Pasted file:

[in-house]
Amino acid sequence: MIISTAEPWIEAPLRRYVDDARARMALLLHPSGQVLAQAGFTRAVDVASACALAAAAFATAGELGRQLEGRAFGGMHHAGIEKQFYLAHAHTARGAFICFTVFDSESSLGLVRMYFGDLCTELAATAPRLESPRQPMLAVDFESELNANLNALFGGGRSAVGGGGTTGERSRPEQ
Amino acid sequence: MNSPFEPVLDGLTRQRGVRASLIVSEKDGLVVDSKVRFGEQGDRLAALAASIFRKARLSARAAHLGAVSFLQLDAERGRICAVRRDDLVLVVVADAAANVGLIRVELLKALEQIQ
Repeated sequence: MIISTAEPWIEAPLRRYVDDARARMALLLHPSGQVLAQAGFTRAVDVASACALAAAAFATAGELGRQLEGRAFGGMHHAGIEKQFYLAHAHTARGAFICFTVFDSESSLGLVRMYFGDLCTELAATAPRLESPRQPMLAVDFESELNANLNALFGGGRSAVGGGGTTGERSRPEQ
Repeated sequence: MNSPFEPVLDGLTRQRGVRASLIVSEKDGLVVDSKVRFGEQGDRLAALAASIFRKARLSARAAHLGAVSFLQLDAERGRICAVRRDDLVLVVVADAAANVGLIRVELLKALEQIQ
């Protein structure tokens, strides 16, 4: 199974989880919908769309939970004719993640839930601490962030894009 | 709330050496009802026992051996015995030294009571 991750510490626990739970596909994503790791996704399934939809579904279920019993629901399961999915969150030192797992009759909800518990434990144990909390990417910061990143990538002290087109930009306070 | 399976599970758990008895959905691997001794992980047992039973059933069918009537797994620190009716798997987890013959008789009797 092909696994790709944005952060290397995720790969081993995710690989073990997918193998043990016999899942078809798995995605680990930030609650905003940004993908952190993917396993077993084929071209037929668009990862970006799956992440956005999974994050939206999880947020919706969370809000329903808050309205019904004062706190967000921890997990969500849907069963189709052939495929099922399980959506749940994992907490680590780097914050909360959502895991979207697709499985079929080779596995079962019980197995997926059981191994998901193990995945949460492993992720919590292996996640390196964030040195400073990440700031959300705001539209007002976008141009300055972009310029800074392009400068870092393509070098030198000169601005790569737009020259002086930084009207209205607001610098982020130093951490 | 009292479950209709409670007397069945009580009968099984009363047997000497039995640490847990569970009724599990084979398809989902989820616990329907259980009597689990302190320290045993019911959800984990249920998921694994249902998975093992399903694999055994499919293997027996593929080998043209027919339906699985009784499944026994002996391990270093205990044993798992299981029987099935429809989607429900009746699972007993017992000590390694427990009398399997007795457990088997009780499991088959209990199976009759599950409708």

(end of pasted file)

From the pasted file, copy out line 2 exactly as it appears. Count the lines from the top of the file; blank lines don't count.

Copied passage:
Amino acid sequence: MIISTAEPWIEAPLRRYVDDARARMALLLHPSGQVLAQAGFTRAVDVASACALAAAAFATAGELGRQLEGRAFGGMHHAGIEKQFYLAHAHTARGAFICFTVFDSESSLGLVRMYFGDLCTELAATAPRLESPRQPMLAVDFESELNANLNALFGGGRSAVGGGGTTGERSRPEQ